13. AlexChristianLovendahl


    I've seen this movie twice; once in 2012 at around 2 in the morning in my dorm room alone, and once in 2013 at midnight in a theater. The first time, it terrified me. The second time, I found it tragic, if not especially scary. Both times, at the movie's ending, I turned cold as death. I walked out of the theater shivering and stunned. I could barely speak. It was like I'd seen a ghost. My comment was that there was something powerful and evil in The Blair Witch Project, something uncanny. Hard yes for the canon; this is a film with some sort of power over me, years divorced from zeitgeist and meta-campaigns. Heather is fantastic. How about the editing? ...I'm kind of due for a rewatch this October, but I think I'm gonna put it off a year.
  14. AlexChristianLovendahl

    Episode #91: LABYRINTH

    I wanted to throw in a quick thought on the nature of representation in The Canon as it's very much been a focus of the thread. In essence, the claim that there is an unfair bias towards men's films over women's is a valid one. I don't think it's necessarily The Canon that's at fault, though; rather, years and years and years of unfair representation, and underfunding of films depicting the underprivileged, have ultimately resulted in the collection of minority groups' films strictly by the numbers offering less Canon candidates. Again, to be clear, I'm not saying that the candidates are any less great or worthy, but there are more films about, by, or for straight white cis American men than at least almost any other group on the planet (I'm not sure how Bollywood output compares or competes with the pre-Bollywood period.) I don't think that means we should lower our standards for those films which have more even representation. Rather, I think we should hold the history of film accountable for not doing well enough as it's being written. Now, I will filibuster till I'm blue in the face in saying that The Tale of Princess Kaguya and Only Yesterday are the superior Takahata films to Grave of the Fireflies for aptly discussing the treatment of girls and young women by the cruelty of patriarchy, and I'm a firm Beasts of the Southern Wild fan over Stand By Me (and I loved King as a kid!) But if a film doesn't get in because it isn't meeting our standards for canon-worthy, rather than be mad at the standards for the canon, we should be mad at a film industry that so underserves its people. Or, y'know, the (very reasonable) argument that Working Girl sometimes feels like a movie that hates women. Recognizing the Canon's insufficiencies should serve as inspiration to fill in gaps. Now, as for Labyrinth? I think T.D. and his quotation from fursa saida both eloquently state why Labyrinth itself is canon-worthy, partly because it tells a woman's story, but more importantly because it tells that story with some goshdarned brains, tact, and thematic resonance from its details to its importance.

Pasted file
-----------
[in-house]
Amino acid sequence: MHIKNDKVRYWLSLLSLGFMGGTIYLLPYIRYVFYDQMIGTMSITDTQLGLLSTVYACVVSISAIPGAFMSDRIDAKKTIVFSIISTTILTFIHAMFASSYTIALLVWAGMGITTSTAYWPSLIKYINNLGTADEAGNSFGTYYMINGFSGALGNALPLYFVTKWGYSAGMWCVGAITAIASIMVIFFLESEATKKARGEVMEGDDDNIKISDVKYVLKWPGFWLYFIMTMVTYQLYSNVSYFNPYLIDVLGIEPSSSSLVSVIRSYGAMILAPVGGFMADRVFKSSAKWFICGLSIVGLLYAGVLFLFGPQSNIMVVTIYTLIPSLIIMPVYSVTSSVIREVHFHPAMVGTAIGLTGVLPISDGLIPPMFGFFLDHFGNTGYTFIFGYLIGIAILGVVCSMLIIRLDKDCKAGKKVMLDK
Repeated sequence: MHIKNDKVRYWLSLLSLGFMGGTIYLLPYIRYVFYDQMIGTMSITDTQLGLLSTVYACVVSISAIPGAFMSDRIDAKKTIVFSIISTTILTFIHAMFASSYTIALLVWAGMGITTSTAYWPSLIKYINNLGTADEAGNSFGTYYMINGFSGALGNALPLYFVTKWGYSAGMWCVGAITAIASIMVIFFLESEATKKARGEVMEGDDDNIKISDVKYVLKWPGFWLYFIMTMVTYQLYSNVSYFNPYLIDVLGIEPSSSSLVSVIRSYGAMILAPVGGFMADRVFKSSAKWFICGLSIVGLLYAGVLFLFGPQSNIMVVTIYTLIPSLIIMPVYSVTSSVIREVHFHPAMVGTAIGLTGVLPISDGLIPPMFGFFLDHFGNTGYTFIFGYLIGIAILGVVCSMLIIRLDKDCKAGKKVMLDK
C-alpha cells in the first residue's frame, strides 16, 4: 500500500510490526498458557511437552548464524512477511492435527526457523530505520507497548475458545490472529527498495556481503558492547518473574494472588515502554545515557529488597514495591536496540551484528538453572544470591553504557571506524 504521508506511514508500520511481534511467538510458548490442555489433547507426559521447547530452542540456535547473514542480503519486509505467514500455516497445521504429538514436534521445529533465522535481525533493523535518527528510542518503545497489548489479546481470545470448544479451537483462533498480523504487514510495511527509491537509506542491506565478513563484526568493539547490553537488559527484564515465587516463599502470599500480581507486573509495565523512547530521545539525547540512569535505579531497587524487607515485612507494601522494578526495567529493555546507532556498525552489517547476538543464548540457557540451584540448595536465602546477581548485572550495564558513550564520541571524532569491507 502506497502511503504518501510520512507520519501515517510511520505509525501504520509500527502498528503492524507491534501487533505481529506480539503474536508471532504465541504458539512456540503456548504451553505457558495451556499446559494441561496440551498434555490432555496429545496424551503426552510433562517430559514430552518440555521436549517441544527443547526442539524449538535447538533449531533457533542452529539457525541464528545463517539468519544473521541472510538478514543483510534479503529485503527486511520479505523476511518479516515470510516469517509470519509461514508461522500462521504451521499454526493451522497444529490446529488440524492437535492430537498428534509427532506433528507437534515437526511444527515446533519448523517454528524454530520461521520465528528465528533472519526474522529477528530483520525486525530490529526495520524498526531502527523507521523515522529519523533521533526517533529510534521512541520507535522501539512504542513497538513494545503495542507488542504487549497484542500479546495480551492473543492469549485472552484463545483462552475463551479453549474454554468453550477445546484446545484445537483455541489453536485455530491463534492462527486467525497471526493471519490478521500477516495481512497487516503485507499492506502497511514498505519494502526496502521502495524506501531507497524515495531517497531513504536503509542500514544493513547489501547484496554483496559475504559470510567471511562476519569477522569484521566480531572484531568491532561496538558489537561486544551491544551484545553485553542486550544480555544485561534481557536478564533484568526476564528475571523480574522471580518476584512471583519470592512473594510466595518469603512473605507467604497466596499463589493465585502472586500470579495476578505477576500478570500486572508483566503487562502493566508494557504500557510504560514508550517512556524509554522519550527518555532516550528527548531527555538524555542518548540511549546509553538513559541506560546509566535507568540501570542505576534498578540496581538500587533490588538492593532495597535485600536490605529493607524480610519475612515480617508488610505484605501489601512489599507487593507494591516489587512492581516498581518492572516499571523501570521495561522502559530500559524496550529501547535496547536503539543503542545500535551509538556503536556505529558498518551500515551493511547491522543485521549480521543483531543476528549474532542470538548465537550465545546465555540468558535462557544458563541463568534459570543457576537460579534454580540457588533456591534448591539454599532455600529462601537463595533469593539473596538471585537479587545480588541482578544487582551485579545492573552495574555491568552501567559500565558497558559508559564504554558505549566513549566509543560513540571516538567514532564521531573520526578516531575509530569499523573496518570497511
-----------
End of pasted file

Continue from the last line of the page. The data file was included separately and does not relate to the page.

15. AlexChristianLovendahl

    Homework: Pennies from Heaven (1981)

    Curious; do people think the 1930s film of the same name (Bing Crosby!) informs this movie at all? Should we try to dig up the '78 BBC series (Bob Hoskins!) that inspired the film we're looking at? I literally know nothing about this movie and am fairly confident I won't get to watch it this time (busy week ahead) but when I get around to it, I want to know what there is to know.
  16. AlexChristianLovendahl

    Episode #89: BLAZING SADDLES

    The "Could You Make Blazing Saddles Today" conversation is perhaps the only omnipresent movie conversation more inane than "superhero fatigue," especially with Tarantino making a spiritual successor in Django Unchained so recently, with The Cleveland Show having just run four seasons. It's the worst conversation you can have about movies. Even the TRAILER for Chris Rock's Top Five is more transgressive than this movie; but, of course, people say you "can't make this movie" when you mean "white people don't make these movies," as though Chi-Raq and Dear White People aren't just in our rearview. HOWEVER. Nobody makes movies like Mel Brooks did anymore. There's a flippancy to the comedy that makes it feel broader than it is, and he does include jokes that ultimately lead to some nine year olds watching a movie where someone mouths "motherfucker." Woody Allen used to kind of make movies like this, too, when he was more Love and Death and Bananas and less Manhattan. Blazing Saddles is Brooks at his most dramatically satisfying, meaning those who don't find it that funny (myself included) will still enjoy it just fine. I am happy to elect Blazing Saddles as the representative of this kind of comedy, as I think it goes beyond the later Airplane! model of constant punchlines and expands the role of this sort of comedy more than any other I can think to mention.
  17. AlexChristianLovendahl

    Who is your favorite Beatle?

    I really honestly shift with the times. I'm a Paul guy until Rubber Soul; a John guy until The White Album; a hard George guy for the last three albums; a John guy again for the post-Beatle period. Ringo is maybe the best throughout the career. Paul and Ringo are vitally great instrumentalists, who play incredible support accompaniment without being selfish. Pay attention to Ringo's gorgeous fills on A Day in the Life; they're unreal, so spare and so lush. John is, in my opinion, the real melody man, and George is the jammer.
  18. AlexChristianLovendahl

    Episode #87: THE GENERAL

    This PTA superfan is still around! But I've also been voting since Slacker.